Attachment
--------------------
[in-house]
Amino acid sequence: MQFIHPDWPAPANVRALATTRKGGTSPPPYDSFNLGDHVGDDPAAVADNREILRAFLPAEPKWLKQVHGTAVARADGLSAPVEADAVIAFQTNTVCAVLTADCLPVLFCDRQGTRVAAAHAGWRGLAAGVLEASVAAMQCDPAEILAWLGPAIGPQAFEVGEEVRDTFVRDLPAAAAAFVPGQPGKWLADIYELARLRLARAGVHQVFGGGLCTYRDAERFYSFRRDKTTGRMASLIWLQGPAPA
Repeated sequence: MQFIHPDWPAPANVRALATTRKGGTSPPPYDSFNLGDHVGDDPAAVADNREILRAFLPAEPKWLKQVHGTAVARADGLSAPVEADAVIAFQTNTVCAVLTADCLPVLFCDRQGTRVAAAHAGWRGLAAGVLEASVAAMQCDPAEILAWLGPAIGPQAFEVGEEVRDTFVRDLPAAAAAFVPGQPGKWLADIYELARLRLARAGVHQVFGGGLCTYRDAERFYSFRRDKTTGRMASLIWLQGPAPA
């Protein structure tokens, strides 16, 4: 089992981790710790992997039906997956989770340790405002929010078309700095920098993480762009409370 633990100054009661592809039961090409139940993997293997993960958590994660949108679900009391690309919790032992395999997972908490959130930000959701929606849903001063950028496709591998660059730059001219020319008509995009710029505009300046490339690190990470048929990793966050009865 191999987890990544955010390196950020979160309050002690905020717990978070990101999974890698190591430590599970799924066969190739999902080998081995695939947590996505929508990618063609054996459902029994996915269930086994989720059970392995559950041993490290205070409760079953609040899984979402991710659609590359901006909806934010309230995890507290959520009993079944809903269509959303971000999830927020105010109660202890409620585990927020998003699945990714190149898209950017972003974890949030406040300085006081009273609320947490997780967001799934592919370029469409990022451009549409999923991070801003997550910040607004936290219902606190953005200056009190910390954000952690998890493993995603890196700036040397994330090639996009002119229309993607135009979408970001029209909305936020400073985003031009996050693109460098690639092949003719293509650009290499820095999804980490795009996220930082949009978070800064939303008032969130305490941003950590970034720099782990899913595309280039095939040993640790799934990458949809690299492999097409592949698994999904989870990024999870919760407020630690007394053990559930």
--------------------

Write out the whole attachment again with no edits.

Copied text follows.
[in-house]
Amino acid sequence: MQFIHPDWPAPANVRALATTRKGGTSPPPYDSFNLGDHVGDDPAAVADNREILRAFLPAEPKWLKQVHGTAVARADGLSAPVEADAVIAFQTNTVCAVLTADCLPVLFCDRQGTRVAAAHAGWRGLAAGVLEASVAAMQCDPAEILAWLGPAIGPQAFEVGEEVRDTFVRDLPAAAAAFVPGQPGKWLADIYELARLRLARAGVHQVFGGGLCTYRDAERFYSFRRDKTTGRMASLIWLQGPAPA
Repeated sequence: MQFIHPDWPAPANVRALATTRKGGTSPPPYDSFNLGDHVGDDPAAVADNREILRAFLPAEPKWLKQVHGTAVARADGLSAPVEADAVIAFQTNTVCAVLTADCLPVLFCDRQGTRVAAAHAGWRGLAAGVLEASVAAMQCDPAEILAWLGPAIGPQAFEVGEEVRDTFVRDLPAAAAAFVPGQPGKWLADIYELARLRLARAGVHQVFGGGLCTYRDAERFYSFRRDKTTGRMASLIWLQGPAPA
């Protein structure tokens, strides 16, 4: 089992981790710790992997039906997956989770340790405002929010078309700095920098993480762009409370 633990100054009661592809039961090409139940993997293997993960958590994660949108679900009391690309919790032992395999997972908490959130930000959701929606849903001063950028496709591998660059730059001219020319008509995009710029505009300046490339690190990470048929990793966050009865 191999987890990544955010390196950020979160309050002690905020717990978070990101999974890698190591430590599970799924066969190739999902080998081995695939947590996505929508990618063609054996459902029994996915269930086994989720059970392995559950041993490290205070409760079953609040899984979402991710659609590359901006909806934010309230995890507290959520009993079944809903269509959303971000999830927020105010109660202890409620585990927020998003699945990714190149898209950017972003974890949030406040300085006081009273609320947490997780967001799934592919370029469409990022451009549409999923991070801003997550910040607004936290219902606190953005200056009190910390954000952690998890493993995603890196700036040397994330090639996009002119229309993607135009979408970001029209909305936020400073985003031009996050693109460098690639092949003719293509650009290499820095999804980490795009996220930082949009978070800064939303008032969130305490941003950590970034720099782990899913595309280039095939040993640790799934990458949809690299492999097409592949698994999904989870990024999870919760407020630690007394053990559930």